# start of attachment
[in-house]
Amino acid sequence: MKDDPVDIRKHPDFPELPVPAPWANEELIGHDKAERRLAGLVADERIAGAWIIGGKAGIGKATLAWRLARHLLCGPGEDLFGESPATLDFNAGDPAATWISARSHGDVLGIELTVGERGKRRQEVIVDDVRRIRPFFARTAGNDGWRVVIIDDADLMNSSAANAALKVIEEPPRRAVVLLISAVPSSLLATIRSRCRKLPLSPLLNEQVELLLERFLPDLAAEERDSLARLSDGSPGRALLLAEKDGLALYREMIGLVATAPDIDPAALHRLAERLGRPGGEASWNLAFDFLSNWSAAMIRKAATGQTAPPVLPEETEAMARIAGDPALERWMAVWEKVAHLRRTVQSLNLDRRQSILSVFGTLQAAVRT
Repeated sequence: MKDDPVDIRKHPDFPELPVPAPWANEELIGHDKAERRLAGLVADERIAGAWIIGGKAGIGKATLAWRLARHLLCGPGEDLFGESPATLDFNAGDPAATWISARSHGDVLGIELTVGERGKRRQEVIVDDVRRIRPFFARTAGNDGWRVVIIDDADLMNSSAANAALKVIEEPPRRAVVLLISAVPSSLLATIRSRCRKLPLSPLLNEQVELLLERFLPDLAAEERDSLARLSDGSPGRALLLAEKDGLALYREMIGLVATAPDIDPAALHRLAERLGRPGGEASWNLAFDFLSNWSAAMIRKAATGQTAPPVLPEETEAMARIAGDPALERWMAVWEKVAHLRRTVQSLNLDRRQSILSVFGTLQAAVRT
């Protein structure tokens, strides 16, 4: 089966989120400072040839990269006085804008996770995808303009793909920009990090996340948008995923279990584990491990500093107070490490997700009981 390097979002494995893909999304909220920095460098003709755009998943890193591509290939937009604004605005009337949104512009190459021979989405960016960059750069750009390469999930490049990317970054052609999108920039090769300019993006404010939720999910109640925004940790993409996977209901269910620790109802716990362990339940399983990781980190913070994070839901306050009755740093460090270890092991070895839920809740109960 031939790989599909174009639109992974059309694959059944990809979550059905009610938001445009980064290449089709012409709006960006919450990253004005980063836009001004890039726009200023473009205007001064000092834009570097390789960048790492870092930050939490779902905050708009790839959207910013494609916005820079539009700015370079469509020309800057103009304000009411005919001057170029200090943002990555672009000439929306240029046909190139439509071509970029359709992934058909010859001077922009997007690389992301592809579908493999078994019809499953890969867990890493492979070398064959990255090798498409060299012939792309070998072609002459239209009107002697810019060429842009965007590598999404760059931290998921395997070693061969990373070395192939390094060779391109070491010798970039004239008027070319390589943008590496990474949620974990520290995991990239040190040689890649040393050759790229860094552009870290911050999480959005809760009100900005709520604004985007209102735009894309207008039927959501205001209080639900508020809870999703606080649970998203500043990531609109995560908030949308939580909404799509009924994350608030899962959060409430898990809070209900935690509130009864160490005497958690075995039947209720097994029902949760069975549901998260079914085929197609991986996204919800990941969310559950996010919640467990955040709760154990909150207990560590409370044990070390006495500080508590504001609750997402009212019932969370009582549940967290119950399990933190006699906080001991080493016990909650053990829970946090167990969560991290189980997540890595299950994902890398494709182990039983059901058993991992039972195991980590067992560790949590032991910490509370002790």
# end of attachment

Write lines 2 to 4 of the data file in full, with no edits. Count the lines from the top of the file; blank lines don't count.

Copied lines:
Amino acid sequence: MKDDPVDIRKHPDFPELPVPAPWANEELIGHDKAERRLAGLVADERIAGAWIIGGKAGIGKATLAWRLARHLLCGPGEDLFGESPATLDFNAGDPAATWISARSHGDVLGIELTVGERGKRRQEVIVDDVRRIRPFFARTAGNDGWRVVIIDDADLMNSSAANAALKVIEEPPRRAVVLLISAVPSSLLATIRSRCRKLPLSPLLNEQVELLLERFLPDLAAEERDSLARLSDGSPGRALLLAEKDGLALYREMIGLVATAPDIDPAALHRLAERLGRPGGEASWNLAFDFLSNWSAAMIRKAATGQTAPPVLPEETEAMARIAGDPALERWMAVWEKVAHLRRTVQSLNLDRRQSILSVFGTLQAAVRT
Repeated sequence: MKDDPVDIRKHPDFPELPVPAPWANEELIGHDKAERRLAGLVADERIAGAWIIGGKAGIGKATLAWRLARHLLCGPGEDLFGESPATLDFNAGDPAATWISARSHGDVLGIELTVGERGKRRQEVIVDDVRRIRPFFARTAGNDGWRVVIIDDADLMNSSAANAALKVIEEPPRRAVVLLISAVPSSLLATIRSRCRKLPLSPLLNEQVELLLERFLPDLAAEERDSLARLSDGSPGRALLLAEKDGLALYREMIGLVATAPDIDPAALHRLAERLGRPGGEASWNLAFDFLSNWSAAMIRKAATGQTAPPVLPEETEAMARIAGDPALERWMAVWEKVAHLRRTVQSLNLDRRQSILSVFGTLQAAVRT
């Protein structure tokens, strides 16, 4: 089966989120400072040839990269006085804008996770995808303009793909920009990090996340948008995923279990584990491990500093107070490490997700009981 390097979002494995893909999304909220920095460098003709755009998943890193591509290939937009604004605005009337949104512009190459021979989405960016960059750069750009390469999930490049990317970054052609999108920039090769300019993006404010939720999910109640925004940790993409996977209901269910620790109802716990362990339940399983990781980190913070994070839901306050009755740093460090270890092991070895839920809740109960 031939790989599909174009639109992974059309694959059944990809979550059905009610938001445009980064290449089709012409709006960006919450990253004005980063836009001004890039726009200023473009205007001064000092834009570097390789960048790492870092930050939490779902905050708009790839959207910013494609916005820079539009700015370079469509020309800057103009304000009411005919001057170029200090943002990555672009000439929306240029046909190139439509071509970029359709992934058909010859001077922009997007690389992301592809579908493999078994019809499953890969867990890493492979070398064959990255090798498409060299012939792309070998072609002459239209009107002697810019060429842009965007590598999404760059931290998921395997070693061969990373070395192939390094060779391109070491010798970039004239008027070319390589943008590496990474949620974990520290995991990239040190040689890649040393050759790229860094552009870290911050999480959005809760009100900005709520604004985007209102735009894309207008039927959501205001209080639900508020809870999703606080649970998203500043990531609109995560908030949308939580909404799509009924994350608030899962959060409430898990809070209900935690509130009864160490005497958690075995039947209720097994029902949760069975549901998260079914085929197609991986996204919800990941969310559950996010919640467990955040709760154990909150207990560590409370044990070390006495500080508590504001609750997402009212019932969370009582549940967290119950399990933190006699906080001991080493016990909650053990829970946090167990969560991290189980997540890595299950994902890398494709182990039983059901058993991992039972195991980590067992560790949590032991910490509370002790």